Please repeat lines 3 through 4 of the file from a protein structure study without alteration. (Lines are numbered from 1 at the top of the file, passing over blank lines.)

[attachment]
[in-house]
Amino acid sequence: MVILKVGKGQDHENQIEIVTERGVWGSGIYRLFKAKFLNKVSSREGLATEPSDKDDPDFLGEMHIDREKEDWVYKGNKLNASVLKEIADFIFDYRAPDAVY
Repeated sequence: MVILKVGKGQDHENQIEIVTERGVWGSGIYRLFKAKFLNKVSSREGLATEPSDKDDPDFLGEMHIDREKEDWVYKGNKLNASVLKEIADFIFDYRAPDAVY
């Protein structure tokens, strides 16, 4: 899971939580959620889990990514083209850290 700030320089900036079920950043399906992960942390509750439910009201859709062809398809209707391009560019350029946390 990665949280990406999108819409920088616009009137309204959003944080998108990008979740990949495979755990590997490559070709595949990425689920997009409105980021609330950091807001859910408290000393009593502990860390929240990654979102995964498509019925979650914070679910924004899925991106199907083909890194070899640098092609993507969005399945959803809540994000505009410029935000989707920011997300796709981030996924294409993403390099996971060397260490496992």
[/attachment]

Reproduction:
Repeated sequence: MVILKVGKGQDHENQIEIVTERGVWGSGIYRLFKAKFLNKVSSREGLATEPSDKDDPDFLGEMHIDREKEDWVYKGNKLNASVLKEIADFIFDYRAPDAVY
């Protein structure tokens, strides 16, 4: 899971939580959620889990990514083209850290 700030320089900036079920950043399906992960942390509750439910009201859709062809398809209707391009560019350029946390 990665949280990406999108819409920088616009009137309204959003944080998108990008979740990949495979755990590997490559070709595949990425689920997009409105980021609330950091807001859910408290000393009593502990860390929240990654979102995964498509019925979650914070679910924004899925991106199907083909890194070899640098092609993507969005399945959803809540994000505009410029935000989707920011997300796709981030996924294409993403390099996971060397260490496992």